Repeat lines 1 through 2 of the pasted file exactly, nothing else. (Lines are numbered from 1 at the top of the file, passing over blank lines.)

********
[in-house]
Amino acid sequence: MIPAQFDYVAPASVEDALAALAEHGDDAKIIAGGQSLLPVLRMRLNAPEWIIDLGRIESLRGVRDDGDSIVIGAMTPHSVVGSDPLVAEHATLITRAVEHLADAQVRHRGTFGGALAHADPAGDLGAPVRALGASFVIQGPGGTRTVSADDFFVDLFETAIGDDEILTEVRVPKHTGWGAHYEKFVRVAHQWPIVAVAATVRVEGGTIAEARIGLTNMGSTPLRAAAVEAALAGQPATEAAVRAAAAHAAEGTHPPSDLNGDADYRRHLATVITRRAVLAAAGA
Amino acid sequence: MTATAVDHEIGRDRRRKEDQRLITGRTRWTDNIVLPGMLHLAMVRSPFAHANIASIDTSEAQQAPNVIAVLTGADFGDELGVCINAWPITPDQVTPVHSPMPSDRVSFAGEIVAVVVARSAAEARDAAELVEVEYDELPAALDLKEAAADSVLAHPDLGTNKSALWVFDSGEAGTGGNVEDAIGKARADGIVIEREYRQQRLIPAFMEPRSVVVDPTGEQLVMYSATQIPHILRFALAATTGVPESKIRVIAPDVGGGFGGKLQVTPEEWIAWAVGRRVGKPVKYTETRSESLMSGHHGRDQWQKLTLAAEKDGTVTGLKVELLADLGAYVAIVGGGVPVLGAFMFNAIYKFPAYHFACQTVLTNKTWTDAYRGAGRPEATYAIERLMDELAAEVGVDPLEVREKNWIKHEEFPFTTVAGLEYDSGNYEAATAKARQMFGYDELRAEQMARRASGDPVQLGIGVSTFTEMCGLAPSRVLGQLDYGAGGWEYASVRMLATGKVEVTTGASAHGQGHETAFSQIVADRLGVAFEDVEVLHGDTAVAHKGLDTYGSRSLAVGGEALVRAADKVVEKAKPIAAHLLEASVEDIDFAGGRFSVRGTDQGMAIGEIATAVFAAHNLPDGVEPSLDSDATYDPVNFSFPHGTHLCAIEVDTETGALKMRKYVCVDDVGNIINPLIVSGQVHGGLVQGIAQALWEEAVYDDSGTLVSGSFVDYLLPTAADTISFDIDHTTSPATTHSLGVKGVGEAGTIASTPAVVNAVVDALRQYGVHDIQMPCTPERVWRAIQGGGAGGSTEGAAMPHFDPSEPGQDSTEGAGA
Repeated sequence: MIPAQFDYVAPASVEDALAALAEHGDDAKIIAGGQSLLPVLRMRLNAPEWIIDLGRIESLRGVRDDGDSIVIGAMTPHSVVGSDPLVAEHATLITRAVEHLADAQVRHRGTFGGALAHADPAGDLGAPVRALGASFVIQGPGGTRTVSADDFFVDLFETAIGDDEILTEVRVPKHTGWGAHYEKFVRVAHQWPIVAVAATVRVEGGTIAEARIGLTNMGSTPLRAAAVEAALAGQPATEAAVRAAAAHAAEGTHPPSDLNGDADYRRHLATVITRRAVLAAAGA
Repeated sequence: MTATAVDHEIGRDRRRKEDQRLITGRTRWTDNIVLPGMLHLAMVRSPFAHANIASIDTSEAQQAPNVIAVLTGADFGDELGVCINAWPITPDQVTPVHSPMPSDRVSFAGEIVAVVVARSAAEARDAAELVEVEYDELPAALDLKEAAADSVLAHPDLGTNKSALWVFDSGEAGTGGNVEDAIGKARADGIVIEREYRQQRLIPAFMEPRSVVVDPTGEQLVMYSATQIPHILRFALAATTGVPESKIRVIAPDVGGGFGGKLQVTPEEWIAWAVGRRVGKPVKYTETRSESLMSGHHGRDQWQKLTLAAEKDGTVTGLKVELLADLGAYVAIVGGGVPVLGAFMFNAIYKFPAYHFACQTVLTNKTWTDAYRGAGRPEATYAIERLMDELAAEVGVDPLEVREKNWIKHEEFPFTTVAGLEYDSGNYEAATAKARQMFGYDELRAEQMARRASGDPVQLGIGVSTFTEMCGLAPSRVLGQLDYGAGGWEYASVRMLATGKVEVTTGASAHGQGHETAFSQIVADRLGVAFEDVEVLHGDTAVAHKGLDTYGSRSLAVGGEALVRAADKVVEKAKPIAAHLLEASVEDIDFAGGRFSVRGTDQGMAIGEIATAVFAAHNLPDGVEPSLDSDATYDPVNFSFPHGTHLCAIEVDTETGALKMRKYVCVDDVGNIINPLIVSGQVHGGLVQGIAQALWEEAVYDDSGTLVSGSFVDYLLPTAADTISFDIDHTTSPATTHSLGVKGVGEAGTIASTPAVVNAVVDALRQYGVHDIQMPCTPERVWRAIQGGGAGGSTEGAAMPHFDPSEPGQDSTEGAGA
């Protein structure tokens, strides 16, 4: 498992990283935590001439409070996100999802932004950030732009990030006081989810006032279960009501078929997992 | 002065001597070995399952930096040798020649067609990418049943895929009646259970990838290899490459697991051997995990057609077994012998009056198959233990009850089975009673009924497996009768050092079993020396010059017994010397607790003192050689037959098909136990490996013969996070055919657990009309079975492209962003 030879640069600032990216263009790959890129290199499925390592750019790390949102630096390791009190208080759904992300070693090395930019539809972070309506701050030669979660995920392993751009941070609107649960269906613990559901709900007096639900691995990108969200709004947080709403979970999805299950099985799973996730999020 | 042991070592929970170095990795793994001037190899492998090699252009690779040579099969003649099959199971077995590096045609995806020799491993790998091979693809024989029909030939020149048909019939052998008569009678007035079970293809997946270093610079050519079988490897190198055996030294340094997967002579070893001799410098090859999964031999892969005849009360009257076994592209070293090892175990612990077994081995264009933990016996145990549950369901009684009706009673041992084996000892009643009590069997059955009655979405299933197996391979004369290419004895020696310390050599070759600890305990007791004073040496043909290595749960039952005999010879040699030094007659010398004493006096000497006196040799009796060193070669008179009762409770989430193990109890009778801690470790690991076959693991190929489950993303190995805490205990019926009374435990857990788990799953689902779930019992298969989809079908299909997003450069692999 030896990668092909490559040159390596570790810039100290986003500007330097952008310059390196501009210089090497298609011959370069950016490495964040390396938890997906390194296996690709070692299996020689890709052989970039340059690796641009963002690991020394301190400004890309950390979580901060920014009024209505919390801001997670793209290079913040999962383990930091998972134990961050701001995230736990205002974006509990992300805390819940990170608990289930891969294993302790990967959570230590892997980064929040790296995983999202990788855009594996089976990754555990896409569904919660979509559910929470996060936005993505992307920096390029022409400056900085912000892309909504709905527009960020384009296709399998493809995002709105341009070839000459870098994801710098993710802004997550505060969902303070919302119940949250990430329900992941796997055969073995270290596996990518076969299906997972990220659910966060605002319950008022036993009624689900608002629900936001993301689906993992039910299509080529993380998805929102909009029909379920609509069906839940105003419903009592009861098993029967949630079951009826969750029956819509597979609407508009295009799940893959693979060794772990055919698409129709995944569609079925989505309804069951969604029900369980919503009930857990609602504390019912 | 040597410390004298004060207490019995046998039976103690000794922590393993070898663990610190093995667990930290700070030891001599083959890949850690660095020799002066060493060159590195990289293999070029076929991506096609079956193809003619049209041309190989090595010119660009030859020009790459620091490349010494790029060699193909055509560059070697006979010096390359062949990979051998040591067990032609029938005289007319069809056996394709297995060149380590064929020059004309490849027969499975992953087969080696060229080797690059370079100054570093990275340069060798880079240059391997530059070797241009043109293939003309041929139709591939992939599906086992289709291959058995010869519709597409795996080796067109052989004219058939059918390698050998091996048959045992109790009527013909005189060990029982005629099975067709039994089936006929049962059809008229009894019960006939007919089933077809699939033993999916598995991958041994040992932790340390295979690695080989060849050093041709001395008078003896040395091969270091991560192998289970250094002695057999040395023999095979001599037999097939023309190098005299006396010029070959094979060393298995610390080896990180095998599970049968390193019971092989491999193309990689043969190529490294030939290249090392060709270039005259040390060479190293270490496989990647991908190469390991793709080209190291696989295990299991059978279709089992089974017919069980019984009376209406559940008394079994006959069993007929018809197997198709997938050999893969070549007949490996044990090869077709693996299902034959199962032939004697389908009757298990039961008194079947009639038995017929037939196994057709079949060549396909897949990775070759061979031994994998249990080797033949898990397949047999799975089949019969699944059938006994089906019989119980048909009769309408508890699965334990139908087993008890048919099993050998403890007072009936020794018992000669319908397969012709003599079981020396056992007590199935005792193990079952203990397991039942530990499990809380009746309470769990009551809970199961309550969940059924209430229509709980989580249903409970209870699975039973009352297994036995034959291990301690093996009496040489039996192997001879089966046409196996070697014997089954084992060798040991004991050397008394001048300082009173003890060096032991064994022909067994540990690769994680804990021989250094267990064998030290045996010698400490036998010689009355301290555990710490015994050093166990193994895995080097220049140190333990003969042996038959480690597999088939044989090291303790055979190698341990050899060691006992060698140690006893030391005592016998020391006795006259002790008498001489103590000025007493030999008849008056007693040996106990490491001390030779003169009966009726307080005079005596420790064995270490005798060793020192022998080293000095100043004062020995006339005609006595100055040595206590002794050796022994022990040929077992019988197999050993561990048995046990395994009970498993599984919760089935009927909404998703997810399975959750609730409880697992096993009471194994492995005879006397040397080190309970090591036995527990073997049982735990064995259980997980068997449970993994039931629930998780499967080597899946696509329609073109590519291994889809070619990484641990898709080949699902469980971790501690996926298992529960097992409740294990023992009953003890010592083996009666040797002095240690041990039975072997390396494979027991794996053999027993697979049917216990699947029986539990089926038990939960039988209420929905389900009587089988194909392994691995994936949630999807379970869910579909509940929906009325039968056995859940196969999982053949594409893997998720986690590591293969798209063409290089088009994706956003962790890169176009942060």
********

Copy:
[in-house]
Amino acid sequence: MIPAQFDYVAPASVEDALAALAEHGDDAKIIAGGQSLLPVLRMRLNAPEWIIDLGRIESLRGVRDDGDSIVIGAMTPHSVVGSDPLVAEHATLITRAVEHLADAQVRHRGTFGGALAHADPAGDLGAPVRALGASFVIQGPGGTRTVSADDFFVDLFETAIGDDEILTEVRVPKHTGWGAHYEKFVRVAHQWPIVAVAATVRVEGGTIAEARIGLTNMGSTPLRAAAVEAALAGQPATEAAVRAAAAHAAEGTHPPSDLNGDADYRRHLATVITRRAVLAAAGA